Serial sex offender Matthew McKnight says treatment by prosecutor demands new trial

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A former Edmonton club promoter convicted of raping multiple women is challenging his convictions in Alberta’s highest court, arguing the lead Crown prosecutor overstepped his bounds and became the trial’s “most important witness.”

On Friday, the Alberta Court of Appeal will hear the case of Matthew McKnight, who a jury convicted of five counts of sexual assault, all of which occurred when McKnight was in charge of promoting some of Edmonton’s biggest nightclubs.

McKnight is asking for a new trial, claiming in part that prosecutor Mark Huyser-Wierenga “ignored or forgot” his duty to act in an “even-handed” way, subjecting McKnight to sarcasm, inflammatory language and prejudicial lines of questioning that improperly influenced the jury.

The Crown maintains the trial was fair and that Huyser-Wierenga was “entitled and indeed expected to conduct vigorous cross-examination of … the accused.”

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McKnight was sentenced to eight years in prison following a sprawling, 63-day trial that heard from 37 witnesses. He was charged with 13 counts of sexual assault dating from 2010 and 2016, when he was director of sales and marketing with Urban Sparq Hospitality, an ownership group with investments in bars across Canada.

McKnight spent more than a week on the stand, including four days under cross-examination by Huyser-Wierenga. McKnight claimed that all the sex acts were consensual and that the women accusing him were “mistaken or lying.”

Twelve of the 13 complainants testified and were themselves subjected to cross-examination by defence counsel Dino Bottos, which on more than one occasion resulted in tears.

McKnight’s appeal says the trial was closely fought and that “neither the Crown nor the defence’s theory of events was fully accepted.”

“In a case turning largely on questions of credibility, it was essential to ensure that a fair trial was safeguarded,” lawyer Peter Sankoff writes. “Unfortunately, that did not occur.”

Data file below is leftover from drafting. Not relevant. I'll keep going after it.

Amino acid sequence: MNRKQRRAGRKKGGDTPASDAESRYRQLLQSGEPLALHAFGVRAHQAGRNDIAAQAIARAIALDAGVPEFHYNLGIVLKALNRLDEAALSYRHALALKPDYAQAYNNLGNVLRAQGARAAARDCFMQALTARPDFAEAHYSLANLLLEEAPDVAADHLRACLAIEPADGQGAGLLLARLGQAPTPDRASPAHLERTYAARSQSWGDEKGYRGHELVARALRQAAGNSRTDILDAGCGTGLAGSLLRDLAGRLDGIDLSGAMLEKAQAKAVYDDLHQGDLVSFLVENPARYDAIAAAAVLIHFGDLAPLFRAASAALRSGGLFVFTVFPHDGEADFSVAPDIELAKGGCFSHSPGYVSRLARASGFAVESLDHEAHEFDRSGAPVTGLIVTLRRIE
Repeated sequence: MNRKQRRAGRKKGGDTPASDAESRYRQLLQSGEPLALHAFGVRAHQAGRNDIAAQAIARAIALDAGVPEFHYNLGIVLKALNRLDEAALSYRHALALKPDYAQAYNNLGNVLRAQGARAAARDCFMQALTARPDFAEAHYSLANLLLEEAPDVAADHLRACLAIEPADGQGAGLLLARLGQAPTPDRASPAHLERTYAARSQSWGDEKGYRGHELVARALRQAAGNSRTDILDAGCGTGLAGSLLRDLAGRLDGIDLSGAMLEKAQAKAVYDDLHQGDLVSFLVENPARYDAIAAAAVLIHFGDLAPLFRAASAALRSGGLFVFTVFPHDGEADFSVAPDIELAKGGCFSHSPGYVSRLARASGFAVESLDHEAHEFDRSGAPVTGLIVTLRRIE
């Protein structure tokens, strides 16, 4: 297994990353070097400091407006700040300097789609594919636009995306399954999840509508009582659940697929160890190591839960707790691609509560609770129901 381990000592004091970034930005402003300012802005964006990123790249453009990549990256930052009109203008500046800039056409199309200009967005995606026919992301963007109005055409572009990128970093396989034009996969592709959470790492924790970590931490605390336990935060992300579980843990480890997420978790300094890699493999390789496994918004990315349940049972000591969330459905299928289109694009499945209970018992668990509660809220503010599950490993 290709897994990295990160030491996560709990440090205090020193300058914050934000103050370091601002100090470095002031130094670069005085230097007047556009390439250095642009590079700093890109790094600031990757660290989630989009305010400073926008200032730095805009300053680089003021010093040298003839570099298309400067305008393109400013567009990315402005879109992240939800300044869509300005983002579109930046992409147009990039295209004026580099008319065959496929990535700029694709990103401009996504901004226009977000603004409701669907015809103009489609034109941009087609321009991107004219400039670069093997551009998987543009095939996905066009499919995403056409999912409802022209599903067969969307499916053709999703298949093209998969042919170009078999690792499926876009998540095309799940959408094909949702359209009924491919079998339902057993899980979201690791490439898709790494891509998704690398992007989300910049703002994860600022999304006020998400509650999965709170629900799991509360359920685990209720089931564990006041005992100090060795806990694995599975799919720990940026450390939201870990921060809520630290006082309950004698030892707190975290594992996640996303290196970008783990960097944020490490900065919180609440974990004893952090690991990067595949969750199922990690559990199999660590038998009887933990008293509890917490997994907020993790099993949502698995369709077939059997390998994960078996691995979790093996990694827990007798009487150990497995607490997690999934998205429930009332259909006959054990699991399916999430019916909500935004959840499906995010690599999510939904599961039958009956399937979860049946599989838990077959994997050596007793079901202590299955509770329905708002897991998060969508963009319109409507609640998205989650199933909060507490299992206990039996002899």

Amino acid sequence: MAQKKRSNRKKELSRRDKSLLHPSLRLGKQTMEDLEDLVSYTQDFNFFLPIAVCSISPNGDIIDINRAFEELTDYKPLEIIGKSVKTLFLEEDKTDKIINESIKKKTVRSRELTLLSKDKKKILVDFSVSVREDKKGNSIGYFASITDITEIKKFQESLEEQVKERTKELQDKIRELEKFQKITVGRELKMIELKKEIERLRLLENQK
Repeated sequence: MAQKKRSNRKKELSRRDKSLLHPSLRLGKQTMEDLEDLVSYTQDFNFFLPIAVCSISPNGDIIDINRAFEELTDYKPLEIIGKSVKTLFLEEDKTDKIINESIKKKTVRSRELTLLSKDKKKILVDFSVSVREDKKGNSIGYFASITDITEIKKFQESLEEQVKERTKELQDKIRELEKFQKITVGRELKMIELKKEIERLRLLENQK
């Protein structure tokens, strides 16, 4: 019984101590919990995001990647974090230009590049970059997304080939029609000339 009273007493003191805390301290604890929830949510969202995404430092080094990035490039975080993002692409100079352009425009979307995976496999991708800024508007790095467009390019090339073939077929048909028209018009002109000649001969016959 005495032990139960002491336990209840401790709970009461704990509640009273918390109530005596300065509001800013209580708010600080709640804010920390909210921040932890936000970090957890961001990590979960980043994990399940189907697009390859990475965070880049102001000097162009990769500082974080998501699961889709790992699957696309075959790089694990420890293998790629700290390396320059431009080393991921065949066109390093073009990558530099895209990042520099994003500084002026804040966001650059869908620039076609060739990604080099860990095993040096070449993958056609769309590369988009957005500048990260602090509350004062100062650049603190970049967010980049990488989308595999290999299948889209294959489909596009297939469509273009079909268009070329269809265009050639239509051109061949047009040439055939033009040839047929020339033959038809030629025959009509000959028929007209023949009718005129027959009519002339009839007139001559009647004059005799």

Canadian law holds that a prosecutor’s first duty is not to “win” a case, but to present the evidence fairly and with a “lack of animus” toward the accused, McKnight’s appeal argues. It says prosecutors must act with an “ingrained sense of dignity” and that Huyser-Wiergena fell “far short” of this standard.

The appeal highlights several examples, including a sarcastic remark on the second day of cross-examination in which Huyser-Wierenga mocked McKnight’s version of events as “nothing but butterflies, rainbows and smiles and wet vaginas.”

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Prosecutor Mark Huyser-Wierenga speaks after Matthew McKnight was sentenced to eight years, July 31, 2020.
Prosecutor Mark Huyser-Wierenga speaks after Matthew McKnight was sentenced to eight years, July 31, 2020. Photo by Ian Kucerak /Postmedia

Sankoff writes: “The Crown throughout the trial used direct and cross-examination as a tool to voice his opinion that the appellant (McKnight) and defence witnesses were not to be believed and should be regarded with contempt — effectively becoming the trial’s 38th and most important witness.”

Sankoff argues Huyser-Wiergena further prejudiced the jury by cross-examining McKnight’s friend about misogynistic posts on his own Twitter account, and about allegations that McKnight was in contact with a drug dealer. All but four women said they suffered unexplained blackouts, which the Crown alleged could have been caused by a hard-to-trace substance such as GHB. Justice Doreen Sulyma ultimately found no evidence McKnight drugged anyone.

McKnight’s defence team also faults Sulyma for her interpretation of Section 276 of the Criminal Code, which deals with evidence of a complainant’s prior sexual history. The appeal argues Sulyma used the law to compel McKnight to provide details of his interactions with the complainants before and after the alleged assaults, and that this “amounted to compelled disclosure in contravention of Section 7 of the Charter.”

The Crown admits Huyser-Wierenga “on occasion” strayed into improper questioning, but that Sulyma properly instructed the jury to disregard such remarks “in language suggested by (McKnight’s) experienced trial counsel.”

“Credibility was a central issue in this trial,” lawyer Matthew Griener wrote. “Crown counsel properly challenged the implausibility of the appellant’s apparent ability to narrate, in precise detail, 12 sexual encounters over a period of six years in which he had engaged in between 200 and 300 hundred similar such encounters.”

“The trial was fair, and the convictions should be affirmed.”

The three-judge court of appeal panel will hear the case Friday morning and issue a decision at a later date.

The Crown is also appealing McKnight’s sentence, which it argues is “demonstrably unfit.” Prosecutors originally argued McKnight should serve 22 1/2 years in prison.

More to come. 

jwakefield@postmedia.com

twitter.com/jonnywakefield

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